FRIDAY, Dec. 17, 2004 (HealthDayNews) -- The way vitamin C functions in the body may help explain its possible role in prevention of heart disease and cancer, according to an Oregon State University study.
The researchers explain how vitamin C can react with and neutralize toxic byproducts of human fat metabolism.
"This is a previously unrecognized function for vitamin C in the human body," Fred Stevens, an assistant professor in the Linus Pauling Institute at the university, said in a prepared statement.
"We knew that vitamin C is an antioxidant that can help neutralize free radicals. But the new discovery indicates it has a complex protective role against toxic compounds formed from oxidized lipids, preventing the genetic damage or inflammation they can cause," Stevens said.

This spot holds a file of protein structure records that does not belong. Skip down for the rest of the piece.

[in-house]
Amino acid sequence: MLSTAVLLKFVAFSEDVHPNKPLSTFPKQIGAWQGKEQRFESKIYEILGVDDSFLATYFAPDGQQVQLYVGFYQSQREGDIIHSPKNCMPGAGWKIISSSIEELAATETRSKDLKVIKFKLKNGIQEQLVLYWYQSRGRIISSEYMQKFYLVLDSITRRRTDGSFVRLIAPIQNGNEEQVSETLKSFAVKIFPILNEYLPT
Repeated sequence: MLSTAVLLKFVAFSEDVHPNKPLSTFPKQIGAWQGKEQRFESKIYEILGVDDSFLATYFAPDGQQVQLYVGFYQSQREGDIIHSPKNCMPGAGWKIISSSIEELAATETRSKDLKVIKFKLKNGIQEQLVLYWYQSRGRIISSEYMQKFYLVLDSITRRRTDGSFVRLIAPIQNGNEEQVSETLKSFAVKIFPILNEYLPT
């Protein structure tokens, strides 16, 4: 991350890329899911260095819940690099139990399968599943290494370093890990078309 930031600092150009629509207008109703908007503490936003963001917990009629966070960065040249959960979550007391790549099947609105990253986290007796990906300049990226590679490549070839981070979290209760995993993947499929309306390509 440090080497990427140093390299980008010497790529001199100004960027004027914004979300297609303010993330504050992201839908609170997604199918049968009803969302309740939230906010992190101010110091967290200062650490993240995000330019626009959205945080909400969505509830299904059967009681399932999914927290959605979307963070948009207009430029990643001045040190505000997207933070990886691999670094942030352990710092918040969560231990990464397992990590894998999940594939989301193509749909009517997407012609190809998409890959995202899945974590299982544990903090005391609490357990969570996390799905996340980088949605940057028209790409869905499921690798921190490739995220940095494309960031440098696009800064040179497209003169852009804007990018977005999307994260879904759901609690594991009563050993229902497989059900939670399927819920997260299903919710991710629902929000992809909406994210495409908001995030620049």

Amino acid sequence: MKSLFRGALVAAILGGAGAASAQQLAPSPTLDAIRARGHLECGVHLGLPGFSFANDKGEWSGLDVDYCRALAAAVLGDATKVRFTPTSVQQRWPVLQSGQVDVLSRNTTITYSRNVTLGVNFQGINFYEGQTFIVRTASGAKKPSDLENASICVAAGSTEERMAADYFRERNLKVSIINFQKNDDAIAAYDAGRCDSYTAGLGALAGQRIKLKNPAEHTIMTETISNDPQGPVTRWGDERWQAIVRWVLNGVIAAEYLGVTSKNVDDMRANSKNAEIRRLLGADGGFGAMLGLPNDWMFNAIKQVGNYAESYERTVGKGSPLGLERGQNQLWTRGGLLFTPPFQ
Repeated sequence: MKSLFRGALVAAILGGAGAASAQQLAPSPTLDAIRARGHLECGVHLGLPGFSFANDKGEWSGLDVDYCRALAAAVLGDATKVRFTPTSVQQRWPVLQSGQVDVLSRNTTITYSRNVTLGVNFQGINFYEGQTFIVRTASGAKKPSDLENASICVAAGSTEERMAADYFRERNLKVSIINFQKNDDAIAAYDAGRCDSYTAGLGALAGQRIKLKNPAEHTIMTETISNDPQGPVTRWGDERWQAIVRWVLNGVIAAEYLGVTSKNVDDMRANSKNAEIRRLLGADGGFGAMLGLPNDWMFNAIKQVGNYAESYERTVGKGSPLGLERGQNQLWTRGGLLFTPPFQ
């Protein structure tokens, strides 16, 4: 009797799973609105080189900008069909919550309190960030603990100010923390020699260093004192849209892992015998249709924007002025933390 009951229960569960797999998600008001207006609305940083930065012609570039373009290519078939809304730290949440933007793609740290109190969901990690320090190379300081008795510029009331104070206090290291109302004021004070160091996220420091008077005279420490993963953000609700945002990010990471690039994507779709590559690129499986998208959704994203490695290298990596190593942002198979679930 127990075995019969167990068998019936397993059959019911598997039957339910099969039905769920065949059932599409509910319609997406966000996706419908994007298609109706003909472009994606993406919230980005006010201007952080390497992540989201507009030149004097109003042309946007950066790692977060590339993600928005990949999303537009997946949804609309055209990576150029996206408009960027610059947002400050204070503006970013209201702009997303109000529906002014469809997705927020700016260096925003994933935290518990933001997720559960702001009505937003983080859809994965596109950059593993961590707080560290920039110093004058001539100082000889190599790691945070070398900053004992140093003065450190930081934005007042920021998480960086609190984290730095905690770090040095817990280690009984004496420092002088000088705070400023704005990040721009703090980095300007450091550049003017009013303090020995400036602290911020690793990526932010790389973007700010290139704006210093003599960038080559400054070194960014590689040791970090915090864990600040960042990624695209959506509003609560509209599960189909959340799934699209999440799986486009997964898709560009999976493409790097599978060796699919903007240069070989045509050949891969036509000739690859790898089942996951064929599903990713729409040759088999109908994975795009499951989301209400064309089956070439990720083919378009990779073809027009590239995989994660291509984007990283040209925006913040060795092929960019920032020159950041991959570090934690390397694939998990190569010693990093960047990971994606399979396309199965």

"This discovery of a new class of lipid metabolites could be very important in our understanding of this vitamin and the metabolic role it plays. This appears to be a major pathway by which the body can get rid of the toxic byproducts of fat metabolism, and it clearly could relate to cancer prevention," he said.
The study appears in this week's issue of the Proceedings of the National Academy of Sciences.
The U.S. National Library of Medicine has more about vitamin C.